>In my place of work, we used to have swipe cards for the vending machines..<
See, that was cool. Nobody did it to be a criminal (well, not much of one) you just did it to see who was smarter - to "hack" the system. Those were fun days.....




For deveshsamaiya:

AN727 - Credit Card Reader Using a PIC12C509 (Microchip)
PSoC 5 as a Magnetic Card Reader (Cypress Semiconductor)
I/O INTERFACE FOR TTL MAGNETIC STRIPE READERS TECHNICAL REFERENCE MANUAL (MAGTEK)
99800004-1.03.pdf - Magnetic Stripe Card Standards (MAGTEK)
MAGNETIC CARD READER DESIGN KIT TECHNICAL SPECIFICATION Part Number: 99821002 Rev 20 (MAGTEK)

I have got a book on Mag stripe readers, I've been looking for it and when I find it I'll post a link
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gan_canny
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« Reply #9 on: October 03, 2012, 10:50:37 10:50 »

I remember in the  70's using a cassette recorder to install a program into ram for my home built  computer (prior to the TRS80). It had issues but it sure beat toggling in the machine code. An audio head is used in the linear region of the heads magnetic hysteresis. For digital NRZ is often used where saturated  North and South poles are forced onto the tape and the linear region avoided.The other issue was the cassette tapes aren't that good; often having missing magnetic spots that reduce the quality of the audio in a technical sense but not so much that the human ear could detect. With digital a single drop of a 1 or 0 was a problem so a fault correction algorithm was employed.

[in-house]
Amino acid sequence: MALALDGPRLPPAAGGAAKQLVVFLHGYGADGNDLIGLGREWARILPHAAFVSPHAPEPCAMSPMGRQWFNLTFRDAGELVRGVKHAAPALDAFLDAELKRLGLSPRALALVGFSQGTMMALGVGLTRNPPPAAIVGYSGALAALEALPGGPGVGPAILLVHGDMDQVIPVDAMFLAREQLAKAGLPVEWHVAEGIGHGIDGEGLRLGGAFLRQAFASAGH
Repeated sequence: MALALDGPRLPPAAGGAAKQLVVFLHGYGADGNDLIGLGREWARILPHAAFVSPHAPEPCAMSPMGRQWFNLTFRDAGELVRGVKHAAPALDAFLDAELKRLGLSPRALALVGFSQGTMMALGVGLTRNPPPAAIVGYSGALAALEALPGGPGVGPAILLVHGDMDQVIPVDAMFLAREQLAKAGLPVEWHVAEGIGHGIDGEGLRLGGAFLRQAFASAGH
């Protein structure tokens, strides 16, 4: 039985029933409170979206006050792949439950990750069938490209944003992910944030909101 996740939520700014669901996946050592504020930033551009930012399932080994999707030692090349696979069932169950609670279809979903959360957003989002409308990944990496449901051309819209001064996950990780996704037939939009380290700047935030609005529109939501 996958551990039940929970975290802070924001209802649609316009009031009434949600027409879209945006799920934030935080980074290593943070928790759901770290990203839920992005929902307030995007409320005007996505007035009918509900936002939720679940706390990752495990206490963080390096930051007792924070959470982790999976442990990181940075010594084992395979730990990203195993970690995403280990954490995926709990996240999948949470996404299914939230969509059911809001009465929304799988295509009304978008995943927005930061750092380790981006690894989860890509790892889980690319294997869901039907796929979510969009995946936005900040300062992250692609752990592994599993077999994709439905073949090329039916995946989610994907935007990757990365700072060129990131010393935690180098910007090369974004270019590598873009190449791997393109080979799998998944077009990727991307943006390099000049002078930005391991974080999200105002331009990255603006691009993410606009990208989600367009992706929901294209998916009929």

« Last Edit: October 03, 2012, 10:55:09 10:55 by gan_canny » Logged
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« Reply #10 on: October 04, 2012, 12:11:57 00:11 »

"I'll take the category 'Things that only old computer geeks know for 10,000 dollars."

What was the format called that the audio was recorded in, and why?

If you look it up, you are automatically disqualified!
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Magnox
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« Reply #11 on: October 04, 2012, 09:34:44 09:34 »

I KNOW, I KNOW!!! (OK, I'll sit down now)

I remember the days of listening to the sweet, sweet music of digital data as my Speccy (the original rubber one) loaded up my assembler, or perhaps Jet Set Willy.

Doing tape-to-tape back-ups to a 90 minute TDK chrome, and swearing when the recorder chewed the tape.

Starting a program loading, then going and making a sandwich will it bleeped and screeched along to itself. Sometimes I would finish eating the sandwich before the program was ready.

Oh, the answer? Well, technically it would be frequency shift keying I think, a burst of one note for a one, and another note for a zero. 2400Hz and 1200Hz, although my speccy didn't quite follow the standard (it was old even by then).

The name? Named after one of the first, and best, computer and electronic magazines. Byte standard (I think) because they held a meeting, the result of which was the format.

(My first-used 'real' computer was a DEC PDP-11/34 running RSTS/E. It did have a card reader attached (that's punched card for the newbies, not smart card)
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bytraper
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« Reply #12 on: October 18, 2012, 10:39:33 10:39 »

Have you tried playing with a 10 bit A/D converter in a pic or avr ?